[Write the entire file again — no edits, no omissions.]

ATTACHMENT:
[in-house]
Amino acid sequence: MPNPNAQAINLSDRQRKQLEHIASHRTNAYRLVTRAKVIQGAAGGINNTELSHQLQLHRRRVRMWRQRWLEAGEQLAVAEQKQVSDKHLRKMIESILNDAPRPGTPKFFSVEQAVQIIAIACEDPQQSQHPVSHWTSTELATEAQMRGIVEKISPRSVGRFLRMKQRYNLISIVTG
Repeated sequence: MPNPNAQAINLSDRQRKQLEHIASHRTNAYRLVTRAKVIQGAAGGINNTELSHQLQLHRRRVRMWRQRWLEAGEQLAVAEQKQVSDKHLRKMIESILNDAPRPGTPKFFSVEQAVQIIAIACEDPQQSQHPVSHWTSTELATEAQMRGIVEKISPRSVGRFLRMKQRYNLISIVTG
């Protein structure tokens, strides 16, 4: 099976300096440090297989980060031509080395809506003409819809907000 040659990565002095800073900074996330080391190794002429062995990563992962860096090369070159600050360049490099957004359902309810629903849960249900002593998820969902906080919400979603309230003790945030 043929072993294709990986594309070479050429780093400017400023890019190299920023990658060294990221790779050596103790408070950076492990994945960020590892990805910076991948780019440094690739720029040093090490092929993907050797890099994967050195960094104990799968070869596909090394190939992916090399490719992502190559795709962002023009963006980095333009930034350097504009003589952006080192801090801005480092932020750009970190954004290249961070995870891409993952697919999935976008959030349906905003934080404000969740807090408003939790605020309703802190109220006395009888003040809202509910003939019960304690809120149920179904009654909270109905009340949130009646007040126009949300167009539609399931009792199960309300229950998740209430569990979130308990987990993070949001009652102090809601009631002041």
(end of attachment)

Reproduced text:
[in-house]
Amino acid sequence: MPNPNAQAINLSDRQRKQLEHIASHRTNAYRLVTRAKVIQGAAGGINNTELSHQLQLHRRRVRMWRQRWLEAGEQLAVAEQKQVSDKHLRKMIESILNDAPRPGTPKFFSVEQAVQIIAIACEDPQQSQHPVSHWTSTELATEAQMRGIVEKISPRSVGRFLRMKQRYNLISIVTG
Repeated sequence: MPNPNAQAINLSDRQRKQLEHIASHRTNAYRLVTRAKVIQGAAGGINNTELSHQLQLHRRRVRMWRQRWLEAGEQLAVAEQKQVSDKHLRKMIESILNDAPRPGTPKFFSVEQAVQIIAIACEDPQQSQHPVSHWTSTELATEAQMRGIVEKISPRSVGRFLRMKQRYNLISIVTG
């Protein structure tokens, strides 16, 4: 099976300096440090297989980060031509080395809506003409819809907000 040659990565002095800073900074996330080391190794002429062995990563992962860096090369070159600050360049490099957004359902309810629903849960249900002593998820969902906080919400979603309230003790945030 043929072993294709990986594309070479050429780093400017400023890019190299920023990658060294990221790779050596103790408070950076492990994945960020590892990805910076991948780019440094690739720029040093090490092929993907050797890099994967050195960094104990799968070869596909090394190939992916090399490719992502190559795709962002023009963006980095333009930034350097504009003589952006080192801090801005480092932020750009970190954004290249961070995870891409993952697919999935976008959030349906905003934080404000969740807090408003939790605020309703802190109220006395009888003040809202509910003939019960304690809120149920179904009654909270109905009340949130009646007040126009949300167009539609399931009792199960309300229950998740209430569990979130308990987990993070949001009652102090809601009631002041």